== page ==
The Federal Aviation Administration is facing political opposition to its handling of concerns about the Boeing 737 Max, with several lawmakers urging a grounding of the type.
Boeing, meanwhile, insists the 737 Max is safe, even as civil aviation authorities elsewhere have ordered the 737 Max grounded.
"I write to ask that all Boeing 737 Max 8 series aircraft be grounded until their safe use has been confirmed," California Democratic senator Dianne Feinstein stated in an 11 March letter to FAA acting administrator Daniel Elwell.
"Continuing to fly an airplane that has been involved in two fatal crashes within just six months presents an unnecessary, potentially life-threatening risk to the traveling public," Feinstein adds.
"The FAA [and] the airline industry must act quickly [and] decisively to protect American travellers, pilots [and] flight attendants," Richard Blumenthal, a Democratic senator from Connecticut who also sits on the commerce, science and transportation committee, tweeted the same day. "All Boeing 737 Max 8s should be grounded until American [travellers] can be assured that these planes are safe."
Some Republican lawmakers echoed such calls.
"Out of an abundance of caution for the flying public, the [FAA] should ground the 737 Max 8 until we investigate the causes of recent crashes and ensure the plane’s airworthiness," Utah Republican senator Mitt Romney tweeted on 12 March.
President Donald Trump also entered the fray, though he did not address the FAA's response to the crash involving an Ethiopian Airlines 737 Max 8 on 10 March.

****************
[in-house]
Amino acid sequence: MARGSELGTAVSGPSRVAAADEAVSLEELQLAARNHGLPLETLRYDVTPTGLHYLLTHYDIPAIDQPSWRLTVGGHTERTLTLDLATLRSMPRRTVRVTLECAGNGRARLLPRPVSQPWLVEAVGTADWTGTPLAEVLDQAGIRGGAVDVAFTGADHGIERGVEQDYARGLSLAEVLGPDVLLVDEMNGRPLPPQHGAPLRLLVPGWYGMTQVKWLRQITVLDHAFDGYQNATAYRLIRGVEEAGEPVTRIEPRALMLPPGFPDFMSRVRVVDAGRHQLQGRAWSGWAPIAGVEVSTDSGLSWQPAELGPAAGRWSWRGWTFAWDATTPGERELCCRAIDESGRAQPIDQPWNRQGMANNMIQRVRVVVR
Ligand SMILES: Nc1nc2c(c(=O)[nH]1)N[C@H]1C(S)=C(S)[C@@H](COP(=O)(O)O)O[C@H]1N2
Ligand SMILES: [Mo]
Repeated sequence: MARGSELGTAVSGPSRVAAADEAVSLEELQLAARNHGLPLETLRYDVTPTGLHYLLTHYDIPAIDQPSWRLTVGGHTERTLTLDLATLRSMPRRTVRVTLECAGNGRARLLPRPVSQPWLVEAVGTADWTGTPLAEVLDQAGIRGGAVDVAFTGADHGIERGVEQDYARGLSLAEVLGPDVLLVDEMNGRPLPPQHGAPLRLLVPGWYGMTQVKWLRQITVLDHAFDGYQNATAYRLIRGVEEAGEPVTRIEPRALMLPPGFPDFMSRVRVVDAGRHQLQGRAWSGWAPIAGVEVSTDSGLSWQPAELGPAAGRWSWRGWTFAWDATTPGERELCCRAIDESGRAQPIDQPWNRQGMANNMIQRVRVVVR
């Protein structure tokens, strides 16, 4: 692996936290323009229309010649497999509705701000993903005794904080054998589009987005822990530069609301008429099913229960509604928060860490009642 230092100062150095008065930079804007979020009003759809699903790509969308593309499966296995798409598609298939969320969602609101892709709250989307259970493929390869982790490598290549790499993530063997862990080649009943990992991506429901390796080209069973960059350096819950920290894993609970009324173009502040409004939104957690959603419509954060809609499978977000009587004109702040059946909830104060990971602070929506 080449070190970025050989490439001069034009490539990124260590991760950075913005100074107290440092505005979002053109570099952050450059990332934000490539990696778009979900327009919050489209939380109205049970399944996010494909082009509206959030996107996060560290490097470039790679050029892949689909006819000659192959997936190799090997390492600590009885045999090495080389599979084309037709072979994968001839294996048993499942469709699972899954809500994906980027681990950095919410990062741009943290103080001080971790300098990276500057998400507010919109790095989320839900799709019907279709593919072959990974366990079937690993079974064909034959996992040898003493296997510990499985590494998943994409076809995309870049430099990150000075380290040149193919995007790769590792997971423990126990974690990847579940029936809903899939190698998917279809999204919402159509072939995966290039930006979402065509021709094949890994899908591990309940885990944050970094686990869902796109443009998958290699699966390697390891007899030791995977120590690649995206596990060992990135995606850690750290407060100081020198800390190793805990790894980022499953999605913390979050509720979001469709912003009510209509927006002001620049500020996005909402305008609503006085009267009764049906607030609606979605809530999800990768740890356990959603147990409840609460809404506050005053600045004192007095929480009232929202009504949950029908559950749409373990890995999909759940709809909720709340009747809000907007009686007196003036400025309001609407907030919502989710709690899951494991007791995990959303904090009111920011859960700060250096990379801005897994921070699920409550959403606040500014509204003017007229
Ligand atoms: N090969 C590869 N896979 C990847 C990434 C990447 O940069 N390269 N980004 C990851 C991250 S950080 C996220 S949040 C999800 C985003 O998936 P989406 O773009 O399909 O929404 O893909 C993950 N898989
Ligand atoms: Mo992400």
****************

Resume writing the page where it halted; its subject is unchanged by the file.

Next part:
"Airplanes are becoming far too complex to fly," Trump tweeted on 12 March. "Pilots are no longer needed, but rather computer scientists from MIT."
"I don’t want Albert Einstein to be my pilot. I want great flying professionals that are allowed to easily and quickly take control of a plane!" his tweets add.
The FAA on 11 March issued a notice saying the agency was not ready to ground the 737 Max as a response to the deadly crash of Ethiopian flight 302 near Addis Ababa. The agency said it lacked sufficient evidence for such a move, adding that it is investigating and will respond appropriately.
Numerous other aviation authorities and airlines have made the opposite decision, grounding the aircraft. Those include aviation agencies in Australia, China, Indonesia, Singapore and the UK. Airlines like Cayman Airways, Aerolineas Argentinas, Aeromexico, Comair, Ethiopian, Gol, Norwegian and Eastar Jet have also grounded their 737 Max fleets.
No US or Canadian airlines have grounded their 737 Max. The type's operators in those countries include Air Canada, American Airlines, Southwest Airlines and United Airlines.
"We are confident in the safety of the 737 Max and in the work of the men and women who design and build it," Boeing chief executive Dennis Muilenburg wrote in an 11 March letter to all staff.